Netflix’s documentary tool useful in promoting tennis, certain players say

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World number three Casper Ruud would like to see the Netflix tennis documentary series “Break Point” focus more on court competition, but Maria Sakkari was happy to open the show.

“I hope we get a little more action on the court next season and maybe not so many other things,” said Ruud, who was in the running for the 2022 French Open final in one event.

The Norwegian said he made a conscious decision not to reveal too much of his personal life in front of the cameras.

But he said the show captured the ups and downs faced by players – including an exciting moment at the French Open when the grounds crew, fearing rain, wouldn’t let him warm up before sunset – his final round.

“I was very angry,” he said. “They said it was supposed to rain, it wasn’t raining when we got to court. That was the type of thing and the argument that was going on.

“I don’t know if it was good or not, but Netflix was there to catch everything. I was getting more and more frustrated because they refused us to play even though it wasn’t raining.

“I almost forgot that happened because it was a big week for me, a big tournament. I reached my first Grand Slam final, and it wasn’t that little bump that I thought, you know, when the show was on. going to come out.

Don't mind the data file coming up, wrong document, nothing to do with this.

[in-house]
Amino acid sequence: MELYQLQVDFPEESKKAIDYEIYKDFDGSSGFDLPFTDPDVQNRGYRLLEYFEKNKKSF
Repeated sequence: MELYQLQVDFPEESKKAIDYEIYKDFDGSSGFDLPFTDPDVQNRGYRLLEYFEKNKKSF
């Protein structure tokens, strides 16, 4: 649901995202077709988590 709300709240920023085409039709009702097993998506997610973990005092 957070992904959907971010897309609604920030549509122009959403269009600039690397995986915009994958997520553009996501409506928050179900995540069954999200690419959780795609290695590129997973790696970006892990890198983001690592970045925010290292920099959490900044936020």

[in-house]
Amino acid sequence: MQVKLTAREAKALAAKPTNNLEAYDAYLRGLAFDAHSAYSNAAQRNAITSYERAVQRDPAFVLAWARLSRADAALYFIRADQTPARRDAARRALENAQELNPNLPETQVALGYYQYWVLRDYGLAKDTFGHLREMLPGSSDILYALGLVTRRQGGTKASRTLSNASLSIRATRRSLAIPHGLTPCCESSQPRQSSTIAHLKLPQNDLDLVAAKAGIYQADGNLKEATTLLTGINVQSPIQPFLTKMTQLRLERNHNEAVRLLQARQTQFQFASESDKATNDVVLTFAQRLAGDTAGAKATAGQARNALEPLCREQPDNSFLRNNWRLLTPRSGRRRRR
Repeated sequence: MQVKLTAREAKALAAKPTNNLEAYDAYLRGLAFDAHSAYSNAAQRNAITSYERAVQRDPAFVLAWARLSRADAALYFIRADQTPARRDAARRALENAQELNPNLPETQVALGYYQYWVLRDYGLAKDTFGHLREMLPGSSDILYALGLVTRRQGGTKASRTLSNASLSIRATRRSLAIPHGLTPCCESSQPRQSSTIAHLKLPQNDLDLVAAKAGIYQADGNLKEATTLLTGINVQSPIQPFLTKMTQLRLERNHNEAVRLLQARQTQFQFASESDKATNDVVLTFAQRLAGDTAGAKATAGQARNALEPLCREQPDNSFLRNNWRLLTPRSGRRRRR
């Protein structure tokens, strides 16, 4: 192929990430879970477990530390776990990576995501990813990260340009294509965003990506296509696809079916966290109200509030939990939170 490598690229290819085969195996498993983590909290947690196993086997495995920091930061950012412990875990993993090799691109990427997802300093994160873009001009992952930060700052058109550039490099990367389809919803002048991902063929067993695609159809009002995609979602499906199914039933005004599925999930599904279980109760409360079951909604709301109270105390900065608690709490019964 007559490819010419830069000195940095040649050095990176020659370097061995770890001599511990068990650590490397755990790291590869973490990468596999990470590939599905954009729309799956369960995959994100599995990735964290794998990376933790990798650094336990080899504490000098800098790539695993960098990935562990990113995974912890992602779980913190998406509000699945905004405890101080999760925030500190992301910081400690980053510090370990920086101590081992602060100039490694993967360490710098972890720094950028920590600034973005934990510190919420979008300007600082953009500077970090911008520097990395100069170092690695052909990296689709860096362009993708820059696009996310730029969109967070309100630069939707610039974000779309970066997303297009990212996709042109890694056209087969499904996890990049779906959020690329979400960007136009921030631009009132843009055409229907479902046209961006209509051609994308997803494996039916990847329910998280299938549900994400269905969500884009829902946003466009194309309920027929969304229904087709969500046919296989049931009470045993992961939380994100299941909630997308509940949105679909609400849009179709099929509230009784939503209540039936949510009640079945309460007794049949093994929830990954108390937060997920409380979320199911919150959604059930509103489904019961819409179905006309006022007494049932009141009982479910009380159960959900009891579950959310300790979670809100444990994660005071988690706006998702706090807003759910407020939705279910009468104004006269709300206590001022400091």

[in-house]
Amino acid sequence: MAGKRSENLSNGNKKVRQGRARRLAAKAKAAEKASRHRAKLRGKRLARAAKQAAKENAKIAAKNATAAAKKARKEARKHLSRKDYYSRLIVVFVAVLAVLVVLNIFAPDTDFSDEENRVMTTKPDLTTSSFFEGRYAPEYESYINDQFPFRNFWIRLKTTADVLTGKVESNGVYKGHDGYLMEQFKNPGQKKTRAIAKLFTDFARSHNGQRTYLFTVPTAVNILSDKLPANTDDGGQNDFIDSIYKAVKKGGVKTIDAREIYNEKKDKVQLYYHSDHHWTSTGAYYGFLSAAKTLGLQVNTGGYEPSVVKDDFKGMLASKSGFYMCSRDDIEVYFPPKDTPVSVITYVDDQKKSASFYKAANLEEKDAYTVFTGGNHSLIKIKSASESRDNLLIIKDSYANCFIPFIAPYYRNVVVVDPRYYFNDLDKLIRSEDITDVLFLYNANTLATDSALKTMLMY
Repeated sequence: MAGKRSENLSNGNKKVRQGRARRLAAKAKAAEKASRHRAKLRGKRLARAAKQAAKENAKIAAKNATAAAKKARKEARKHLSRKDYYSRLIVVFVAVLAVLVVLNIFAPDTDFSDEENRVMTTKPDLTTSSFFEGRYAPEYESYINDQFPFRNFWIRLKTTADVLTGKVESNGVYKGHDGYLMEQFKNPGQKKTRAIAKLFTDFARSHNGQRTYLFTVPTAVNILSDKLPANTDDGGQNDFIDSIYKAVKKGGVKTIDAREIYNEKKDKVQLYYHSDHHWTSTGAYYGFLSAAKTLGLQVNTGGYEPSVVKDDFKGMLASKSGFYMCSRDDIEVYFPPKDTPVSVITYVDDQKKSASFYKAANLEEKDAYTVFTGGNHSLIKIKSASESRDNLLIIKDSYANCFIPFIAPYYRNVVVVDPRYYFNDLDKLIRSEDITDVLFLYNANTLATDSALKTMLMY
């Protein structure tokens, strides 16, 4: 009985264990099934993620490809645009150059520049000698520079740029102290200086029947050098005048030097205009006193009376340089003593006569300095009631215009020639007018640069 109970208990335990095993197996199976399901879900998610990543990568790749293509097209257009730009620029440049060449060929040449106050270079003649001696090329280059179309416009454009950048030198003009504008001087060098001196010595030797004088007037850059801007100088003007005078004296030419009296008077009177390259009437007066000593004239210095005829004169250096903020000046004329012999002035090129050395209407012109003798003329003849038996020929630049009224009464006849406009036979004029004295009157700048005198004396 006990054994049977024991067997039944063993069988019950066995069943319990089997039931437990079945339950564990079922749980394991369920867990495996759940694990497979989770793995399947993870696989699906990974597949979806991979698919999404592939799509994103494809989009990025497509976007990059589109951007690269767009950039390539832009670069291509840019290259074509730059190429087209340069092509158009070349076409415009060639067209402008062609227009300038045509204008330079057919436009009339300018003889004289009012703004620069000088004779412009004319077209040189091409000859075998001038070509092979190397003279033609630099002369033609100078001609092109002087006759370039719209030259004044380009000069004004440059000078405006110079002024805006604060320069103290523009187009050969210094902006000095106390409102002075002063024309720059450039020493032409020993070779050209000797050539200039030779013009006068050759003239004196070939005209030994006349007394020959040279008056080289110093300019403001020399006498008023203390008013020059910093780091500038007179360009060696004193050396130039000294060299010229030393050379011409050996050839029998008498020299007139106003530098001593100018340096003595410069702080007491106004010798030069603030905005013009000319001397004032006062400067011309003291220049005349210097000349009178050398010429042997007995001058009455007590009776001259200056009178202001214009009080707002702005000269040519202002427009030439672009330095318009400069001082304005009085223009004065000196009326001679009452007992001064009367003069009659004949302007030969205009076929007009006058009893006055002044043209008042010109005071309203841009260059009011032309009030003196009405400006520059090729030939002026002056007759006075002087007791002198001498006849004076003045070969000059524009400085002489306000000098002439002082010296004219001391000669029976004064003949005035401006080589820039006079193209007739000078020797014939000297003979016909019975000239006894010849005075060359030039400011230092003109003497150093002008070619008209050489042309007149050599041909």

“But it was also a bit funny looking back at what can happen to us sometimes. It’s not always a smooth ride.”

He would like to see more of the tension he felt against two Scandinavian opponents, including his comeback from two sets to one down in the third round against his Finnish foe.

Greece’s Sakkari, whose run to the WTA Indian Wells 2022 final was covered in a single program, was forthcoming about the challenges of the mental side of the game and said she believed that it’s right to open.

“I just felt like if I’m going to do it, I want to do it the right way,” Sakkari said. “I don’t want to hide anything. I don’t want to be fake.”

She said the agents have some kind of charisma or a way of making you feel, in a good way, like we’re friends so you have a friendly conversation.

“Then when you get to know them a little more, you open up and you feel comfortable just talking about your feelings and how you feel on the tour.

“I just didn’t feel there was any reason to hide and not be transparent and honest about how I felt last year because it was very challenging.

“I’m very happy that a lot of people liked it, and I’ve been getting really good feedback. “

– Higher profiles –

Sakkari and Ruud both said being on the show, which has been confirmed for another season, has boosted their accounts.

Ruud remembered a woman at a grocery story in Florida, where he was training last month, telling him that she and her husband had seen him the night before in the show.

“I haven’t been, like, a worldwide superstar or anything, but I guess more people in the world have seen the show.

“It’s good for us if more people know and are interested in tennis.”

Canadian Felix Auger-Aliassime said he thought the effect was more pronounced in the United States.

“Going to dinner or the grocery store, a lot more people recognize me and other players,” he said. “They say, ‘I just watched your program and I liked it.’


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